The year 2022 will be a cornerstone in the history of the Indian auto industry. After decades of dominance, small and economy-class cars are finally facing extremely stiff competition from utility vehicles with more and more potential buyers preferring the latter. While demand for utility vehicles has increased over the past few years, the popularity of small passenger vehicles has been relatively muted.
The Association of Indian Automobile Manufacturers (SIAM) data reveals that production of utility vehicles – including compact and small SUVs – is close to the production of low-end cars. The pattern and trajectory of the growing demand for such vehicles has come to the point that even Maruti Suzuki – the country’s largest automaker – emphasizes its focus on big cars. and launched the Grand Vitara compact SUV. While the company also emphasizes that small cars will remain their forte, there’s an admission that this alone won’t cut it any further.
Watch: Maruti Suzuki Grand Vitara: First Ride Review
While UV boosted Maruti’s sales by 22.3%, Mahindra and Mahindra benefited from an SUV-only strategy with a 62.2% increase in sales. The days of Verito, Marazzo and even the KUV100 are long gone, and instead names like Thar, XUV700, Bolero, Scorpio and Scorpio-N are powering the company’s sails.
Relatively new players like Kia India and MG Motor India have been sprinting for about three years of their respective India presences and a look at each one’s product portfolio can reveal why at star. Kia started the Indian leg with the Seltos small SUV and was followed by the Sonet compact SUV. Carnival, its premium MPV, wasn’t a huge hit but the Carens – a cross between an SUV and MPV – has also been well received. Similarly, MG started with the Hector compact SUV and now offers the Astor as well, in addition to a few other models.
At Tata Motors’ camp, Nexon’s small SUV remains a best-seller while Harriers and Safaris enjoy a high degree of popularity. Even thinking small, the company’s Punch was given an SUV-ish design profile.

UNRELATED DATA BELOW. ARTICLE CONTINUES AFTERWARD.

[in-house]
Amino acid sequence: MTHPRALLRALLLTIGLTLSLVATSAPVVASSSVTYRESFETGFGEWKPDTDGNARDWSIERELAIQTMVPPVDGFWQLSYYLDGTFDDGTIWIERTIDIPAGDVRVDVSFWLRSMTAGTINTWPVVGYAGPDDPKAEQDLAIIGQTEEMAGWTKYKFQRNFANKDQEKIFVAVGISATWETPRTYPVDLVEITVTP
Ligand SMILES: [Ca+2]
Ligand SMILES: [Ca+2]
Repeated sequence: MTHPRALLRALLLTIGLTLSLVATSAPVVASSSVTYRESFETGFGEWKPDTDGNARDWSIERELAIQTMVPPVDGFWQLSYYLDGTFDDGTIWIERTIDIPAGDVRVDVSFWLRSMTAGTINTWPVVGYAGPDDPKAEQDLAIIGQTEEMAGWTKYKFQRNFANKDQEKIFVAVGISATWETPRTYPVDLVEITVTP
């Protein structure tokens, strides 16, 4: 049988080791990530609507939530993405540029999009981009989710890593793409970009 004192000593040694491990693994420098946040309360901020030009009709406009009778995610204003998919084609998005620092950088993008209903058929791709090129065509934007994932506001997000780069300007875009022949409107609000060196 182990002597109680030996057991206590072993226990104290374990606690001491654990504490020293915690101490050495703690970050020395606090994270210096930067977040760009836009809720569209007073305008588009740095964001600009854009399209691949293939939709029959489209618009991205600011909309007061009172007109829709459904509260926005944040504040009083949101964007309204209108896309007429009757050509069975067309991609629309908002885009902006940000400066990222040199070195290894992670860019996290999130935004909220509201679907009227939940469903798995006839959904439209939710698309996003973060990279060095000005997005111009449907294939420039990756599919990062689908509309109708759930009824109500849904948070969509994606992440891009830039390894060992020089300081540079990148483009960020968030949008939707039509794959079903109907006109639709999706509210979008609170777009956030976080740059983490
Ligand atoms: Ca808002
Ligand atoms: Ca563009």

Toyota remains a dominant force in the premium SUV segment with the Fortuner refusing to give way to any rivals. Even the newly launched Innova Hycross was praised for its SUV design language. Did someone say Yaris? That was taken off the shelf a long time ago.
Hyundai is also very proud of its SUV lineup with the Creta remaining a strong player in its segment while the company updated the Venue small SUV last year. In the premium segment, Koreans drove an updated Tucson SUV with ADAS or Advanced driver assistance systems.
Out of all these notable players, Honda Cars India remains one of the very few brands that don’t offer an SUV or SUV-ish vehicle but reports suggest it is getting ready to launch one. Compact SUV to compete with Creta and Seltos in the Indian market, sometime in 2023.
Also read: 2023 could be the year of electric SUVs
In the luxury space, however, it’s more evenly matched between SUV and sedan with the Mercedes E-Class LWB remaining the German’s best-selling model, though not by much. Audi also says that its new models like the updated Q3 and Q5 SUVs are as much in demand as the updated Audi A8 L.
But looking back a lap, the mass market segment is where the Indian auto industry still beats and is experiencing a massive shift in the tectonic rate. Does that mean the purchasing power of the typical Indian buyer has increased? It means the models in $10 thousand to $The 20 lakh price bracket provides a fertile ground for brands? And what could that mean for the dismal penetration of personal cars in India – yes, still bleak – relevant? The year 2023 can provide an overview of these evolving trends.
(With input from Reuters)
First published date: January 3, 2023, 10:19 a.m. IST